Sieyès steadfastly refused to shirk any of the implications of his argument. He begins with three questions, which became the best-known things he ever wrote: ‘1. What is the Third Estate? – Everything. 2. What, until now, has it been in the existing political order? – Nothing. 3. What does it want to be? – Something.’ If the answer to the first question was correct, then the answer to the second question was irrelevant, which made the answer to the third question a big mistake. Other champions of the people were hoping that the calling of the Estates-General would be an occasion for the third estate to assert itself against the other two, to make something more of itself. But if the people were everything, then it made no sense to demand that they should be better represented within an assembly of the nation. They had to be the whole of that assembly. The obvious rejoinder to this is that one estate cannot be the whole of an assembly made up of three estates. Sieyès’s reply could hardly have been clearer: ‘The Third Estate, it is said, cannot form the Estates-General all by itself. Very well! So much the better! It will form a National Assembly.’ And this, thanks to Sieyès, is what happened.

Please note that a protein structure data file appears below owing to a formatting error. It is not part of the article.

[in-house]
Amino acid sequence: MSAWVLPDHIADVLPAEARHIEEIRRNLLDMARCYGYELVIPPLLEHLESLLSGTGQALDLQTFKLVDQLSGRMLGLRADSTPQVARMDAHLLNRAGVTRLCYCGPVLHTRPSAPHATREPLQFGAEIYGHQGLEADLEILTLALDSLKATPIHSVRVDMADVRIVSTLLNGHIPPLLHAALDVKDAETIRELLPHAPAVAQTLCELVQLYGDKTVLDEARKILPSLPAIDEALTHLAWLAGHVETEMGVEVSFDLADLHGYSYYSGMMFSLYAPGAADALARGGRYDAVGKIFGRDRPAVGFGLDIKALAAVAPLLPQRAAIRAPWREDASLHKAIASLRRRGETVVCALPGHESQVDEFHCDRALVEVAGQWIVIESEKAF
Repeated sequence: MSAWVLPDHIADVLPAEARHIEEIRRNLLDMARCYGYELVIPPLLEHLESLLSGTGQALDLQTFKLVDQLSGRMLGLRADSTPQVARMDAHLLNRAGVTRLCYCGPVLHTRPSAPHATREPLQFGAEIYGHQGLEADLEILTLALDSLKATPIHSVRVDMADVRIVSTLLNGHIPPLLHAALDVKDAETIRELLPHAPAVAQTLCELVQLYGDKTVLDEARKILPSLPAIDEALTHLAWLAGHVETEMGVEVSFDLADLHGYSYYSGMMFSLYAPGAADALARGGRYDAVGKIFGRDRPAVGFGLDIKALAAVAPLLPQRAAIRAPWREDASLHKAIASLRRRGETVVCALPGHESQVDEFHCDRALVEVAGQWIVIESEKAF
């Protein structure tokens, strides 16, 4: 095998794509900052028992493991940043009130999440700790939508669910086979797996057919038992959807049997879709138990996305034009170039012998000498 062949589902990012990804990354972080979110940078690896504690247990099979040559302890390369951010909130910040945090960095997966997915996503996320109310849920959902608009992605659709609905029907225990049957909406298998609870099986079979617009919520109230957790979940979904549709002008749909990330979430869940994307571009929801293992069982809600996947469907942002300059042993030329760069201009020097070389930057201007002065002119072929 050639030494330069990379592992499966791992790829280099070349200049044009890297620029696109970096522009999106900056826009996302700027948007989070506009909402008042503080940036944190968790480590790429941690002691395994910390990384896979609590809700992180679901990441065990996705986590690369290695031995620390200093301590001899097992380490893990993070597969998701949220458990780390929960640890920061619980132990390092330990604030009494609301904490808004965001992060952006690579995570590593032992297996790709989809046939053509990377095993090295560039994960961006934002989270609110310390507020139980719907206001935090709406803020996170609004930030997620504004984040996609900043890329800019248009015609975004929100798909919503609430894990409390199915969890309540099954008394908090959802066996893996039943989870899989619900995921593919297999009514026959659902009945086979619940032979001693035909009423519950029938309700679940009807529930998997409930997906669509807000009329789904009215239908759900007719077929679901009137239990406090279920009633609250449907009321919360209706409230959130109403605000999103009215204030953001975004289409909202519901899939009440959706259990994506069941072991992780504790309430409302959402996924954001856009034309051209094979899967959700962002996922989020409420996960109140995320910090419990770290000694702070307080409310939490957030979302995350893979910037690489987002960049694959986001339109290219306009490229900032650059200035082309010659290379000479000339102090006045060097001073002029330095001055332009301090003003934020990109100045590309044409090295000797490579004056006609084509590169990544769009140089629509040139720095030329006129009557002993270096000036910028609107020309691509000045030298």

He made it happen from within the Estates-General, to which the third estate of Paris elected him. Once there, he presented on 10 June and 15 June 1789 the two motions that brought about the transformation of the Estates-General into a National Assembly, so initiating the French Revolution. As an elected representative of the people, Sieyès revealed himself to be a successful political opportunist, but he was no orator. He owed his place in the chamber to his three pamphlets, which had made him famous. They do not read like election addresses – they are too intellectually fearless for that – but they do read like the work of someone for whom political thought is a matter of real and almost desperate urgency. In this respect, they are nothing like the Federalist Papers, which had appeared in New York only a year previously. Though these too were motivated by urgent questions, and though they were explicitly written for an election (in order to persuade the people of New York State to ratify the new Federal Constitution), they are marked by an air of measured calm, which explains much of their enduring appeal. There is no sense of desperation, but a steady confidence in the power of good arguments, from the people with the best ones. As a revolutionary, Sieyès reads less like Madison, and more like Lenin – not the Lenin of 1917 but the Lenin of 1905, during the first, aborted Russian Revolution, when he was driven almost to distraction by the unwillingness of his fellow Marxists to seize the moment and make something happen. For most of Lenin’s revolutionary colleagues in Russia, the 1905 Revolution wasn’t quite right – it had come too soon, they hadn’t had enough time to prepare, the situation on the ground was too confusing, none of the necessary institutions was in place, much better to wait for the right moment. Their tactics, Lenin said, were like the famous advertisement for fly powder: just catch the fly, then sprinkle it with the powder, and the fly will die. Sieyès, like Lenin, believed in upending all available stocks of fly powder on the old regime, and seeing who was left standing. ‘A privileged class,’ Sieyès wrote, ‘is like a pestilence upon the nation.’ In a related image, also somewhat Lenin-like in its apparent ruthlessness, he responded to the anxieties of those who wondered what would happen to the first two estates if the third estate became everything: ‘It is like asking what place a malignant tumour should have in the body of someone who is ill, as it devours and ruins his health. It simply has to be neutralised.’